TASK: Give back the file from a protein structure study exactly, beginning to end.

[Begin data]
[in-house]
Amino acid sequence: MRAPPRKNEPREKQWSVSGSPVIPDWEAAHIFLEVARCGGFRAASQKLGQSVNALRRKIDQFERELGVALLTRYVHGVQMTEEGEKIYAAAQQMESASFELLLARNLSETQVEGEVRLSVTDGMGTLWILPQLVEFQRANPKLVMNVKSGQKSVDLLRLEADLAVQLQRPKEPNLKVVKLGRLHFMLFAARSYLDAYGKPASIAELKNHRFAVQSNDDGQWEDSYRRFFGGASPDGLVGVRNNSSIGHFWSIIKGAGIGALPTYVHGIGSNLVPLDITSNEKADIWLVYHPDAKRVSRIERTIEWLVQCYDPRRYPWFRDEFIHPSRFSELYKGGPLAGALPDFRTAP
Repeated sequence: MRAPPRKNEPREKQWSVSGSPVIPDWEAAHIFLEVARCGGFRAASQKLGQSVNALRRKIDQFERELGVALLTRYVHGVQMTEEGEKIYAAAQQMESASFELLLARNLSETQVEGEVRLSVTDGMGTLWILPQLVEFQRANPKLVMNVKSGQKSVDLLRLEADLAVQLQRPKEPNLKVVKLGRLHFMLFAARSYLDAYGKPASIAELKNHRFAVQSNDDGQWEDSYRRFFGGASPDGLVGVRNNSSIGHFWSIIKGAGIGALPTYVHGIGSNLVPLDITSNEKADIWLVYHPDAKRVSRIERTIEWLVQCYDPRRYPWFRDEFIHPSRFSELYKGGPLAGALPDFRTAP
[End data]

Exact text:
[in-house]
Amino acid sequence: MRAPPRKNEPREKQWSVSGSPVIPDWEAAHIFLEVARCGGFRAASQKLGQSVNALRRKIDQFERELGVALLTRYVHGVQMTEEGEKIYAAAQQMESASFELLLARNLSETQVEGEVRLSVTDGMGTLWILPQLVEFQRANPKLVMNVKSGQKSVDLLRLEADLAVQLQRPKEPNLKVVKLGRLHFMLFAARSYLDAYGKPASIAELKNHRFAVQSNDDGQWEDSYRRFFGGASPDGLVGVRNNSSIGHFWSIIKGAGIGALPTYVHGIGSNLVPLDITSNEKADIWLVYHPDAKRVSRIERTIEWLVQCYDPRRYPWFRDEFIHPSRFSELYKGGPLAGALPDFRTAP
Repeated sequence: MRAPPRKNEPREKQWSVSGSPVIPDWEAAHIFLEVARCGGFRAASQKLGQSVNALRRKIDQFERELGVALLTRYVHGVQMTEEGEKIYAAAQQMESASFELLLARNLSETQVEGEVRLSVTDGMGTLWILPQLVEFQRANPKLVMNVKSGQKSVDLLRLEADLAVQLQRPKEPNLKVVKLGRLHFMLFAARSYLDAYGKPASIAELKNHRFAVQSNDDGQWEDSYRRFFGGASPDGLVGVRNNSSIGHFWSIIKGAGIGALPTYVHGIGSNLVPLDITSNEKADIWLVYHPDAKRVSRIERTIEWLVQCYDPRRYPWFRDEFIHPSRFSELYKGGPLAGALPDFRTAP